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On the Road (again?)

Writing this entry from Portland, Oregon, a city I’d only passed through quickly prior to this visit. I’m going to put up a bunch of photos so get ready.

I left home last Friday, visiting my friends Tracy and Ferd in Boonville first. As I drove up route 128 into the Anderson Valley, under grey skies, intermittently rainy, snow on surrounding hilltops, the brilliant moss draped over oak forests grabbed my attention. Here’s a shot that doesn’t do justice to the stunning color created by the light and shadows of the late afternoon:

This is part of the California countryside that I just cannot get enough of. Not much of a nature boy (stop your chortling, all you people who know me!), but in spite of that there are some parts of our land here that hit me in a deep place. Moss-covered oaks are one of ’em; oaks on rolling hills in general make me oddly content.

Tracy and Ferd live on a hilltop on 80-some acres (I think), which Tracy took me on a tour of shortly after I arrived in late afternoon. It had snowed the day before (weird Alaskan weather slamming the whole west coast, which made my journey a beautiful snowy wonderland in many spots that rarely see the white stuff), and after showing me her captured feral pigs

we took a ride in the “gator” straight up muddy steep hills to their recently restored pond. Here is Tracy in the gator followed by a wild photo that barely captures the drama of the setting sun behind the approaching storm clouds, the fog, the silhouetted shack and mirror pond…

On Saturday I turned 49. I woke up to crystal clear blue skies and this brilliantly blooming California buckeye outside of their guest house.

Spent my birthday on a 7 hour ride from Boonville to the Seiad Valley in the far north reaches of California. To get there I had to cross a snow-covered pass between Boonville and Ukiah, and then straight up 101 to Arcata before heading east into the mountains and a long beautiful ride up the Klamath River, passing through the Hoopa reservation. Here’s a couple of shots from that part of the ride.


I gave a ride to a hitchhiking woman, an Indian who lives in Eureka and works as a minimum wage daycare assistant. She didn’t have much to tell me, but after passing a dozen old alcoholic white guys along the road during the day, I was glad to give someone a ride finally. I’m glad to be alone on the road though, so I did it more out of a sense of fairness and duty than desire for conversation. Driving through Hoopa I hoped she might have some news or insights for me, but she knew as little as I did. She was coming to see her teenage son compete in an Indian basketball tournament…

Had a lovely visit with Bill and Laura and their 3-year-old Lily in the Seiad Valley before blasting up to Portland a couple of days ago.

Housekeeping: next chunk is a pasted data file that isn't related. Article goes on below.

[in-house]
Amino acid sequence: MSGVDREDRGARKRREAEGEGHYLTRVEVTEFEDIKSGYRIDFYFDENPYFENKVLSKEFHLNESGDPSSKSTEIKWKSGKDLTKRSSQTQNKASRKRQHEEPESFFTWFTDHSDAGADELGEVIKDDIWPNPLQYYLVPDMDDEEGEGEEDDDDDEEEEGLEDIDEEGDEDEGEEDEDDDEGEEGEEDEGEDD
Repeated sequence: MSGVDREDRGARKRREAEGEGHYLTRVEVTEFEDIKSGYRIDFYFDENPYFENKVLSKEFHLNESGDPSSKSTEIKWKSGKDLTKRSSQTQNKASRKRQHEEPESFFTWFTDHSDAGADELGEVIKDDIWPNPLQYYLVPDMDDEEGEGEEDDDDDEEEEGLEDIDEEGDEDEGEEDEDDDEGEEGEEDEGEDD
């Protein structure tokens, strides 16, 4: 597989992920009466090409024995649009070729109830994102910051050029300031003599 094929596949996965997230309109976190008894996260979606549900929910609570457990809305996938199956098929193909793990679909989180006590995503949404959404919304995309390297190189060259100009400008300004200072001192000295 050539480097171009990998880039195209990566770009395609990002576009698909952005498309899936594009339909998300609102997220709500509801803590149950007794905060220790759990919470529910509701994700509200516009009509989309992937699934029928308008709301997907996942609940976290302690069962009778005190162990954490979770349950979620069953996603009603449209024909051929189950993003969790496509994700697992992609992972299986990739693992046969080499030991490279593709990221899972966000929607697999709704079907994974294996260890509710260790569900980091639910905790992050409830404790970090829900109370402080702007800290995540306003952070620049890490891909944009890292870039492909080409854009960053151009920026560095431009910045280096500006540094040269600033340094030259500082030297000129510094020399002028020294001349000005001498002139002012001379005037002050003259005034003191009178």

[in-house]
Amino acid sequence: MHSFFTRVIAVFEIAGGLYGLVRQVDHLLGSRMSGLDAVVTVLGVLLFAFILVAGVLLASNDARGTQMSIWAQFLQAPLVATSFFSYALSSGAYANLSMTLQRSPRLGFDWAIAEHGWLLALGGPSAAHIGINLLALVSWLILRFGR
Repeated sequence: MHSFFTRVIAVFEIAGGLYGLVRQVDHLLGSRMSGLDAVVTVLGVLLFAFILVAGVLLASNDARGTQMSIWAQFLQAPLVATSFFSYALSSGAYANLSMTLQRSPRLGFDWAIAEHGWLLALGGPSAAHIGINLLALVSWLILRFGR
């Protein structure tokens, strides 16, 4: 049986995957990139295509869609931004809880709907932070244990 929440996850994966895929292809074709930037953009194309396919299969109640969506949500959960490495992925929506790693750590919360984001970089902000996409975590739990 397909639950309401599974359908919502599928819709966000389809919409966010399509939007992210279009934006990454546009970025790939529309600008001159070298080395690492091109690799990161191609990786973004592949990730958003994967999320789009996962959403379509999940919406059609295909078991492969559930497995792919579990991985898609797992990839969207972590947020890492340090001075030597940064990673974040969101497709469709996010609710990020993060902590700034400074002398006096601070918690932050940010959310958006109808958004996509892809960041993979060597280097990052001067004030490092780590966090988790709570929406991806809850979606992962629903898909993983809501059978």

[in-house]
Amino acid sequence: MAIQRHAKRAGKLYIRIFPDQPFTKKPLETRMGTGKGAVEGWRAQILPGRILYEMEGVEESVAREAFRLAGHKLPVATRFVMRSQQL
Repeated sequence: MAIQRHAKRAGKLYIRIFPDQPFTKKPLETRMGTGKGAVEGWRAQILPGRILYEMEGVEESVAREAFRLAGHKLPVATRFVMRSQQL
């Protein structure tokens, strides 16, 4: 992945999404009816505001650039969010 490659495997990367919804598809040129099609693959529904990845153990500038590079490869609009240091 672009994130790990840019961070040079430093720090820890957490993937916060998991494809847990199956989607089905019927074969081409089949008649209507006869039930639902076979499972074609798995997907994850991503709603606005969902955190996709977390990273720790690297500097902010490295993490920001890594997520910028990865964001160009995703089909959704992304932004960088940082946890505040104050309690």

Yesterday, Rae Sue and I took the South Portland walking tour designed by the Urban Adventure League of Portland. Before we did that she took me and Liz Worthy to see a nearby intersection that has been made beautiful by the neighbors. Here I am standing on one of the four beautiful corners:

Yesterday we spent 4 and a half hours walking the south Portland tour, starting in the downtown area that was built as a redevelopment project in the 1960s (it is remarkably sterile in the same way as San Francisco’s Embarcadero Center, its contemporary). Crisscrossing two freeways and various high speed boulevards, we kept dropping into small remnant pockets of the old Jewish and eastern European neighborhood. In the Lair Hill market we stopped for a coffee and found this amazing ancient stove in the back, which makes the ultimate claim: Invincible and Universal!

I have spent a lot of time investigating the nooks and crannies of San Francisco and figuring out how to excavate the urban archeology of various neighborhoods. This South Portland tour is a brilliant example of such an excavation. A few blocks here and a few blocks there, all hemmed in by insane spaghetti bowls of freeway ramps, abandoned factories, long-lost gulleys and creeks, even former dumps. Here’s a shot that captures the edge of a recently painted old house sitting above an abandoned Greyhound Terminal, the whole area now quite desolate, but among the several dozen homes in this pocket some life still stirs.

A bit later we were in another dismembered piece of the old neighborhood, in fact very close to where Rae Sue’s grandparents used to live (if she lived here permanently she would be a 6th generation Portlander) and came upon this house, which is fairly typical of a lot of the houses that are clinging to life in these pockets.

Here’s Rae reading the guidebook next to the community garden across the street from the red house.

We did all the optional extensions, looping around and seeing urban layers that are otherwise quite invisible. Rae rides her bike past this area all the time and had no idea about all the hidden treasures we would find there. Fairly far south we headed west into the Grimes park, up under the interstate and then giant old railroad trestles that now hold up a major thoroughfare. The walk ends at the top of the wild canyon, a fun climb through nature to top off the altogether informative and well-designed walk that reveals so much about stages of urban development, historical succession and lost cultures and neighborhoods, once vibrant communities replaced by the endless streams of metal boxes hurrying from one point of purchase to the next.

Still here in Portland for a couple more days before blasting home on Thursday.

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One Response to “On the Road (again?)”

  1. 1
    Praba:

    Love the picture of the moss covered oaks – I’ve never laid eyes on such a wonder. It looks magical. Thanks for posting it.

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